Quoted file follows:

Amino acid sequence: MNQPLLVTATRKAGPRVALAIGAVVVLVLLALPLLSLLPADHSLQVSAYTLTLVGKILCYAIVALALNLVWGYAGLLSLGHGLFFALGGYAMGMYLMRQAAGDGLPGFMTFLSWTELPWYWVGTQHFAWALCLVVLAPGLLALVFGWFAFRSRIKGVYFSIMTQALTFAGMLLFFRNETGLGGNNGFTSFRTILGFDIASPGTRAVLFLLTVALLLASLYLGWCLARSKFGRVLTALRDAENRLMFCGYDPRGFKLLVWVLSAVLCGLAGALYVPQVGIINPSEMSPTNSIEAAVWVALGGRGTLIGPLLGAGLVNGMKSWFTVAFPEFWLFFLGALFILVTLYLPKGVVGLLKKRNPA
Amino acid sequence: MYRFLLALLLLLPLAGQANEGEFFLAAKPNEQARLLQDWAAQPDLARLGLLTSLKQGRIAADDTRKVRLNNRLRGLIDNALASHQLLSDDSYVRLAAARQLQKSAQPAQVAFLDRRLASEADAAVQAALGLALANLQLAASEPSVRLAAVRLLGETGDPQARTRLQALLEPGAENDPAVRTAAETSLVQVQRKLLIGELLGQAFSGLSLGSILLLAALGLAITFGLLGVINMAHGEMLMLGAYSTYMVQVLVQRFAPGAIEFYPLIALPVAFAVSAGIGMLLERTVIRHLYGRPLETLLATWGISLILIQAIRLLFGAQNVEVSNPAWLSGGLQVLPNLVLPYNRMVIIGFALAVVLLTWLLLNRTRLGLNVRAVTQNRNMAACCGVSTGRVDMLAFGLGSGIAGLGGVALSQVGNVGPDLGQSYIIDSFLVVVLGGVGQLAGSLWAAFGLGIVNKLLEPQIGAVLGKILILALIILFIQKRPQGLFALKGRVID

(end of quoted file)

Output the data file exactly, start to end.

Amino acid sequence: MNQPLLVTATRKAGPRVALAIGAVVVLVLLALPLLSLLPADHSLQVSAYTLTLVGKILCYAIVALALNLVWGYAGLLSLGHGLFFALGGYAMGMYLMRQAAGDGLPGFMTFLSWTELPWYWVGTQHFAWALCLVVLAPGLLALVFGWFAFRSRIKGVYFSIMTQALTFAGMLLFFRNETGLGGNNGFTSFRTILGFDIASPGTRAVLFLLTVALLLASLYLGWCLARSKFGRVLTALRDAENRLMFCGYDPRGFKLLVWVLSAVLCGLAGALYVPQVGIINPSEMSPTNSIEAAVWVALGGRGTLIGPLLGAGLVNGMKSWFTVAFPEFWLFFLGALFILVTLYLPKGVVGLLKKRNPA
Amino acid sequence: MYRFLLALLLLLPLAGQANEGEFFLAAKPNEQARLLQDWAAQPDLARLGLLTSLKQGRIAADDTRKVRLNNRLRGLIDNALASHQLLSDDSYVRLAAARQLQKSAQPAQVAFLDRRLASEADAAVQAALGLALANLQLAASEPSVRLAAVRLLGETGDPQARTRLQALLEPGAENDPAVRTAAETSLVQVQRKLLIGELLGQAFSGLSLGSILLLAALGLAITFGLLGVINMAHGEMLMLGAYSTYMVQVLVQRFAPGAIEFYPLIALPVAFAVSAGIGMLLERTVIRHLYGRPLETLLATWGISLILIQAIRLLFGAQNVEVSNPAWLSGGLQVLPNLVLPYNRMVIIGFALAVVLLTWLLLNRTRLGLNVRAVTQNRNMAACCGVSTGRVDMLAFGLGSGIAGLGGVALSQVGNVGPDLGQSYIIDSFLVVVLGGVGQLAGSLWAAFGLGIVNKLLEPQIGAVLGKILILALIILFIQKRPQGLFALKGRVID